Tag Archives: Aryeh Goretsky

Untangling the Web

I was away when this series of articles on ESET’s WeLiveSecurity blog was published, and in fact for quite a few days afterwards, so I didn’t do much to flag it at the time, but I think it was quite interesting.

ESET’s Tomáš Foltýn contacted a handful of us who’ve been in the security business a long, long time, and asked us some questions related to the recent 27th anniversary of the World Wide Web, publicly announced by Tim Berners-Lee on the 6th August 1991. In fact, he asked a wide range of questions relating to the web past, present and future.

I, for one, have never been one to resist the opportunity to share the benefit of my prejudices, so my responses can be found in the first article in the series here: Interviewing ESET’s experts about the Web’s journey so far – part 1.

For part two in the series, Tomáš talked to Cameron Camp, who focused less on the historical aspects of the Web and more on the clear and present dangers. And finally, he talked to Aryeh Goretsky, who was already working in the antivirus industry in 1991.

(Oddly enough, one of my jobs in the early 90s was coding some primitive programs to supplement a basic AV scanner in use at that time in my workplace, but wasn’t assimilated into the industry until 2006 or thereabouts. In small steps, admittedly, but resistance turned out to be futile. Ironically, I’ve never been involved with program development at ESET.)

David Harley


Sextortion & leaked passwords revisited

A rather different type of extortion, originally published on Chainmailcheck, but reproduced here with some additional commentary.

Here’s an interesting article by Brian Krebs: Sextortion Scam Uses Recipient’s Hacked Passwords

The scammer claims to have made a video of the intended victim watching porn, and threatens to send it to their friends unless payment is made. Not particularly novel: the twist with this one is that it “references a real password previously tied to the recipient’s email address.” Krebs suggests that the scammer is using a script to extract passwords and usernames from a known data breach from at least ten years ago.

The giveaway is that very few people are likely to be using the same password now – and it’s unlikely that there are that many people receiving the email who might think that such a video could have been made. Still, it seems that some people have actually paid up, and it’s possible that a more convincing attack might be made sending a more recent password to a given email address, and perhaps using a different type of leverage.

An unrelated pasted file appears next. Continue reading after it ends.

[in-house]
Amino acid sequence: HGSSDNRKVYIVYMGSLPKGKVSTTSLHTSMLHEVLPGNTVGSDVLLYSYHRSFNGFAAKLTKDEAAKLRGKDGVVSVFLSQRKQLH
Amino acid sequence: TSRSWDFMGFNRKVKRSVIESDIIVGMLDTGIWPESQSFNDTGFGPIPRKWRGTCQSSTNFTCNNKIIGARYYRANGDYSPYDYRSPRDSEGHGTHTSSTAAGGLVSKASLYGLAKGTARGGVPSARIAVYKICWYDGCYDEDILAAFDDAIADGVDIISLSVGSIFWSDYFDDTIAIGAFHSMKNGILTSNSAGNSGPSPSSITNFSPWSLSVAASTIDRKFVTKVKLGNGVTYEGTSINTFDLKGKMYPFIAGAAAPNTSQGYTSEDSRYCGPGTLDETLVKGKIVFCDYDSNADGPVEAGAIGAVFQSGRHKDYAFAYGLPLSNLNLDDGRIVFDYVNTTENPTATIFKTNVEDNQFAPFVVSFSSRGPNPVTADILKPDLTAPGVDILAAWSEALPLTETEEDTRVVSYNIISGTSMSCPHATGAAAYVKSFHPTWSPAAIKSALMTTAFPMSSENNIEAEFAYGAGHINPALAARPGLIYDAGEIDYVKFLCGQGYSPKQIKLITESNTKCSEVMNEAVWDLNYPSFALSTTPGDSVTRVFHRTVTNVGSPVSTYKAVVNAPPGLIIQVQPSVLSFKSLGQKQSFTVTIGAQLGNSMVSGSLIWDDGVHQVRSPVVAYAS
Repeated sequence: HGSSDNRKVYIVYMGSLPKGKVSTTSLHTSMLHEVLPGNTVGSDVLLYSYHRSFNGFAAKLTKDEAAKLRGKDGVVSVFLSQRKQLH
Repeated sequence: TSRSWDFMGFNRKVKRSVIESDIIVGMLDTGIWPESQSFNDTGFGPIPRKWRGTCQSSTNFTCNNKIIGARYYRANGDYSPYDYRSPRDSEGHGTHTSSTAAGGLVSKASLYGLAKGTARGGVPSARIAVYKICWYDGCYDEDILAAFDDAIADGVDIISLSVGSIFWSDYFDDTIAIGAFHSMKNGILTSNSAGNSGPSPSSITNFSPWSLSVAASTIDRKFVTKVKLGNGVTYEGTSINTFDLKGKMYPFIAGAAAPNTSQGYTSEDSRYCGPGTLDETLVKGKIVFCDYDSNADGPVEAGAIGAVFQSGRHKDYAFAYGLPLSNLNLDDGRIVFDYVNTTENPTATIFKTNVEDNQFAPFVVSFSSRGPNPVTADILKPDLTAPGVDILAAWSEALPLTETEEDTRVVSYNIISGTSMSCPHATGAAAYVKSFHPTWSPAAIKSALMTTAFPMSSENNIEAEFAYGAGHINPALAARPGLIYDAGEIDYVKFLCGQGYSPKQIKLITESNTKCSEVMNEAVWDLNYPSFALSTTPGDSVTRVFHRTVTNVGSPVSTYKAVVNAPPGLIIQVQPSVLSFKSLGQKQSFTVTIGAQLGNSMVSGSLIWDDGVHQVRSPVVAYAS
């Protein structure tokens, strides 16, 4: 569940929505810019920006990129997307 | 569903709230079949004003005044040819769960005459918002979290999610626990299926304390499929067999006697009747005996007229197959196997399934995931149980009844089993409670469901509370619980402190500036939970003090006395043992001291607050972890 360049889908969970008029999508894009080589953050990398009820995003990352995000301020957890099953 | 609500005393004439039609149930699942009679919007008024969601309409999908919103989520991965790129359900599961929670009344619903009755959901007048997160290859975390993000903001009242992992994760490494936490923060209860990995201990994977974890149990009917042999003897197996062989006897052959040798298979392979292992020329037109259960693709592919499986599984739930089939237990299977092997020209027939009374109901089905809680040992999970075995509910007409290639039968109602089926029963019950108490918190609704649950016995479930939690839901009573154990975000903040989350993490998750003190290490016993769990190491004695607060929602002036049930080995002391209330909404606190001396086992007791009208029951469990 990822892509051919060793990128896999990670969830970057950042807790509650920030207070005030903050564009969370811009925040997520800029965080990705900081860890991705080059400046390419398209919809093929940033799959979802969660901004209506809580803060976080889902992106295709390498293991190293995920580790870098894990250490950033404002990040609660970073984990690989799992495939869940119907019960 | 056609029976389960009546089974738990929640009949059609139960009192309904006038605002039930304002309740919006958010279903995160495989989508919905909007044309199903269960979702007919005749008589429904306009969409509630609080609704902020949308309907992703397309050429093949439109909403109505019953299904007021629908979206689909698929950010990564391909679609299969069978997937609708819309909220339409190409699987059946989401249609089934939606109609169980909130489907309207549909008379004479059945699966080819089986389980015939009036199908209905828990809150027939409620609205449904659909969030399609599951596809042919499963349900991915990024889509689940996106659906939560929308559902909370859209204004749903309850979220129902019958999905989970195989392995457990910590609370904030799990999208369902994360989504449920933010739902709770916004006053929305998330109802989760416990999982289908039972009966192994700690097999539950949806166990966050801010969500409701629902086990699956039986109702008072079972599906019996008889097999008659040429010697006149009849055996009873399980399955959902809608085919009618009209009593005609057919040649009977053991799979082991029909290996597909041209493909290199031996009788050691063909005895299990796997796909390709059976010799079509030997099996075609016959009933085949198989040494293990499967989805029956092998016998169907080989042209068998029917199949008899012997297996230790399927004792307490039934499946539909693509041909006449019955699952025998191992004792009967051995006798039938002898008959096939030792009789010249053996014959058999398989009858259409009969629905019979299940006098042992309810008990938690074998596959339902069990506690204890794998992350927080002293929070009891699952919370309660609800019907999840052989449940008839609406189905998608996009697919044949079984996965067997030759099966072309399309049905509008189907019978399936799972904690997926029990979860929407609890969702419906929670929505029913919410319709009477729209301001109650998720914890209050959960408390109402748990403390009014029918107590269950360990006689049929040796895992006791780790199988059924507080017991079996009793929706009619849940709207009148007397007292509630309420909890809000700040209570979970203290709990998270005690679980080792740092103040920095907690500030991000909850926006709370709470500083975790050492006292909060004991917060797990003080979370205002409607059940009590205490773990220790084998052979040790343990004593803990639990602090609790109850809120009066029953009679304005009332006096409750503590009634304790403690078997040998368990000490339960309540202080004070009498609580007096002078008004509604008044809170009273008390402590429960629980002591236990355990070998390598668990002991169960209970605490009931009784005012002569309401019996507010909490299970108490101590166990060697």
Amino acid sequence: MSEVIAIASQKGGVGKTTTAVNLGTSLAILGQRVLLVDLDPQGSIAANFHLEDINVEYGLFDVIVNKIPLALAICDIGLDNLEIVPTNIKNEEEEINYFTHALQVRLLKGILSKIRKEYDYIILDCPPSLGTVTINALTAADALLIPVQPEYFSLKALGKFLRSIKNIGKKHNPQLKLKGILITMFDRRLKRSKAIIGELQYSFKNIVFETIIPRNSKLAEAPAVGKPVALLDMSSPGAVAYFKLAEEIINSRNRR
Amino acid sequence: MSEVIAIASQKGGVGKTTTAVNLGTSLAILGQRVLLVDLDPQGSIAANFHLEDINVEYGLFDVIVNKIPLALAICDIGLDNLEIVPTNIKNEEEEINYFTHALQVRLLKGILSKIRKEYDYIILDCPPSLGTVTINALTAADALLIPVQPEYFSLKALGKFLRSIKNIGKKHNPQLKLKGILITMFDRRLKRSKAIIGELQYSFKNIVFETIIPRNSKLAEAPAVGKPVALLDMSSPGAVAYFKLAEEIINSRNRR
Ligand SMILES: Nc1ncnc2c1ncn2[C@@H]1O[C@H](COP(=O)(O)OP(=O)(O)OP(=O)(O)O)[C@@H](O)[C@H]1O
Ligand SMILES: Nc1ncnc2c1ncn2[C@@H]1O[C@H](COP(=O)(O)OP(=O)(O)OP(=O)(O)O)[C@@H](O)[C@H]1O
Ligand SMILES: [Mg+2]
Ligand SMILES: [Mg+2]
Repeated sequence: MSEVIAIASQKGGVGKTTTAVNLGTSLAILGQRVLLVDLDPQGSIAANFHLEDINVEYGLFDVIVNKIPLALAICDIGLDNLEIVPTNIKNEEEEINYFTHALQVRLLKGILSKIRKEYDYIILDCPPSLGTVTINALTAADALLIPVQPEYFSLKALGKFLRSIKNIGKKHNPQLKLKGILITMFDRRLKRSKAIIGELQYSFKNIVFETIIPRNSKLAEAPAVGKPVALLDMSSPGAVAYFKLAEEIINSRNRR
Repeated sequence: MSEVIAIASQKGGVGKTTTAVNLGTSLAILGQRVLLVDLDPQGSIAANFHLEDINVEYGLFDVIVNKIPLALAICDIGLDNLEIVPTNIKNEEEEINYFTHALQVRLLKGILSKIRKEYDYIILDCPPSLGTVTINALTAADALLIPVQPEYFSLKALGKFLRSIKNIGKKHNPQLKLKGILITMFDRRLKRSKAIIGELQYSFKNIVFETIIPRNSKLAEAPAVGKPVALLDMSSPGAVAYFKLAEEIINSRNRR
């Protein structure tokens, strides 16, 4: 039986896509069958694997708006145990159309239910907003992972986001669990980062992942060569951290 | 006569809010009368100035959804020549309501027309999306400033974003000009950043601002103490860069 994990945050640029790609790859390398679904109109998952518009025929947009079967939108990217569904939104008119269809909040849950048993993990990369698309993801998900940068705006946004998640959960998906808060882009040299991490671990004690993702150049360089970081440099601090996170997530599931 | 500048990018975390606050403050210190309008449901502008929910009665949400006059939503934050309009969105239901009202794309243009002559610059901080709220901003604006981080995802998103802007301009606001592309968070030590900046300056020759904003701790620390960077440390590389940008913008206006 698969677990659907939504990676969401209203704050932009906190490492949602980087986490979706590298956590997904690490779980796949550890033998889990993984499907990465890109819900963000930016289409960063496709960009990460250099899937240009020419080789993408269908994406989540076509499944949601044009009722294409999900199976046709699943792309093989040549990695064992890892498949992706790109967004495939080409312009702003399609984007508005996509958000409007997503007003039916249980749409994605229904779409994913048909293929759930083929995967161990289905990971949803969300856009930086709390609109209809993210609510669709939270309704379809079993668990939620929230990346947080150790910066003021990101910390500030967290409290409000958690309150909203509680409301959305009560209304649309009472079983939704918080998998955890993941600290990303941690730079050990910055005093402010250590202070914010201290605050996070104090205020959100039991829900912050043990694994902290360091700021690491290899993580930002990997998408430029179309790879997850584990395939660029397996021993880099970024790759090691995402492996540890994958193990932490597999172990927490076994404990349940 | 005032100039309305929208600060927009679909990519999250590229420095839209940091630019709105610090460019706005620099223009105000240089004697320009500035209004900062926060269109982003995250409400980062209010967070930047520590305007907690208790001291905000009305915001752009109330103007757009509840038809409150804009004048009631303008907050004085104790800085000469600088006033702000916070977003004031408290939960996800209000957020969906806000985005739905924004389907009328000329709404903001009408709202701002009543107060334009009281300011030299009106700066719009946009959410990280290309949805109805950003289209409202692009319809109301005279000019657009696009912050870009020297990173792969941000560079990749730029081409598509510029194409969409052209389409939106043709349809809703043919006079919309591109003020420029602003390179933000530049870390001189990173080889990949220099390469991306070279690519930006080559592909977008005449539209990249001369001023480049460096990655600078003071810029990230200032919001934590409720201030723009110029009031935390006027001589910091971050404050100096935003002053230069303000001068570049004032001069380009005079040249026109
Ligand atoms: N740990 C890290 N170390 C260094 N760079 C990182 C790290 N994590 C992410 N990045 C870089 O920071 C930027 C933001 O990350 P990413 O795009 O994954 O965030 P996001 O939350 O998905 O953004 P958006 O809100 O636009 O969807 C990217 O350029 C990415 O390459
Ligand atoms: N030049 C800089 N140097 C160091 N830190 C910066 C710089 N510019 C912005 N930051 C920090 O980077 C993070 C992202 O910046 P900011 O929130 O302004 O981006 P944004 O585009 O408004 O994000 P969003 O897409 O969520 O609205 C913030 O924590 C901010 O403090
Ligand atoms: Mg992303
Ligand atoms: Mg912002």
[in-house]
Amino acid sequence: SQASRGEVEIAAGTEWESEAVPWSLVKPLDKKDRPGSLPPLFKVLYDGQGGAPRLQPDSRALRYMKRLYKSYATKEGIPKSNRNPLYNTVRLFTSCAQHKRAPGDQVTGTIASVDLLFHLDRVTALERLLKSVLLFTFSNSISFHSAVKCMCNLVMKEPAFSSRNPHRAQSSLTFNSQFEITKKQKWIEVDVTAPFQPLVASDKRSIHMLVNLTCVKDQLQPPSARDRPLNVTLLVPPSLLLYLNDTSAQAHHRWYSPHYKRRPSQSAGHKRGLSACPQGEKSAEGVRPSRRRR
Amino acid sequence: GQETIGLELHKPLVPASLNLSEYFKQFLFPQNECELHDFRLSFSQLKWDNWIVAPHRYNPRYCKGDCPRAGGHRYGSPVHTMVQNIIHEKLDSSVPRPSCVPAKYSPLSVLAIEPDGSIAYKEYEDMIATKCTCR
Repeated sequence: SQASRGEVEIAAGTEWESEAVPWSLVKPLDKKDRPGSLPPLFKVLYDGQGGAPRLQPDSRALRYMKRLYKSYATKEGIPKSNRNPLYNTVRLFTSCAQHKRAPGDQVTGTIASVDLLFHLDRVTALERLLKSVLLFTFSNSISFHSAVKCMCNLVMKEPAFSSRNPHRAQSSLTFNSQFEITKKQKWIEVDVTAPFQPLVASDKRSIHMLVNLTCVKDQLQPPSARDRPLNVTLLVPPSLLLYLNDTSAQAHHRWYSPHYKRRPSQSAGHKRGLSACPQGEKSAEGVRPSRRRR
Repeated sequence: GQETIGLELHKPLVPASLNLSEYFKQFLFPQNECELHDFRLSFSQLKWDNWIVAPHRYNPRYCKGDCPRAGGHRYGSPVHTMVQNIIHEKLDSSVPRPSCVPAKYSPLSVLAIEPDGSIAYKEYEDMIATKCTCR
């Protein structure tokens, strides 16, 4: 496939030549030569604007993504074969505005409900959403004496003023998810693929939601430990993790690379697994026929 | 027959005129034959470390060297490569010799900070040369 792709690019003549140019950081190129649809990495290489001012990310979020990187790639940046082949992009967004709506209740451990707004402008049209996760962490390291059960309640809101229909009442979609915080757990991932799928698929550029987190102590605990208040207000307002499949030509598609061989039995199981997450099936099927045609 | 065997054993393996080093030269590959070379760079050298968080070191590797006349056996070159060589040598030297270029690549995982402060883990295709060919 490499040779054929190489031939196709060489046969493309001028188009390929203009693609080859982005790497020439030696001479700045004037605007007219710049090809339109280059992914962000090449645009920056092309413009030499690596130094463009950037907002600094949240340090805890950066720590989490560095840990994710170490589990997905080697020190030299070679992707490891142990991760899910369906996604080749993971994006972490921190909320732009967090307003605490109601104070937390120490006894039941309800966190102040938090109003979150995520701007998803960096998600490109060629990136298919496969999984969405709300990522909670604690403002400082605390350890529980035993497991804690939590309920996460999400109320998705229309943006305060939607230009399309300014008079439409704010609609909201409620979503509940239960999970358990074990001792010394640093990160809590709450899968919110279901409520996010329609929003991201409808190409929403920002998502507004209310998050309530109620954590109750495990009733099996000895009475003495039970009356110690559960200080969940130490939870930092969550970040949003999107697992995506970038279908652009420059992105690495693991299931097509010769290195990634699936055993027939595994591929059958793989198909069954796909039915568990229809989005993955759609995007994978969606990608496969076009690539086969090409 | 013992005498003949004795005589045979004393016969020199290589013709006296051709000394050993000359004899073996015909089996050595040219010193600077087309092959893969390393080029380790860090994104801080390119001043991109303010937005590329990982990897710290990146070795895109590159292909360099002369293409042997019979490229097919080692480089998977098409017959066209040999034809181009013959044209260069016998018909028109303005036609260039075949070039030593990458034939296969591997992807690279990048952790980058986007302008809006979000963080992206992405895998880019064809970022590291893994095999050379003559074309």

[Commentary from Sophos here.]

Additional commentary from me since the Chainmailcheck article:

In a related *thread on Reddit, one comment indicated that there have also been attempts to log on to accounts associated with the same user using the leaked password, which I’d say amounts to a good reason for:

(a) Not using the same password across multiple accounts in general (though some people use a ‘throwaway’ password on ‘throwaway’ accounts where a later breach wouldn’t actually matter).

(b) Checking other accounts where you might have duplicated a password. It’s perfectly possible in such a case that the password is no longer current on the email account where the extortion mail was received, but not on other accounts, perhaps used less often.

One slightly disturbing feature of that Reddit thread is that it was sparked by an extortionate email to an admin account where the password given by the scammer was still current. Fortunately, the company concerned seems to have taken appropriate actions on seeing the email, but it’s a salutary reminder that administrators are not always any better at routine security measures than the rest of us.

*Hat tip to ESET’s Aryeh Goretsky for bringing it to my attention.

David Harley

Backup, PR Pressure and Ransomware

I recently received a spate of emails from a PR person suggesting that I add Lee Munson’s article on The history of ransomware to the AVIEN ransomware resources pages. I nearly ignored it altogether because  I don’t respond well to PR pressure. It’s one of the few things I have in common with career journalists…

Backup: the Why and How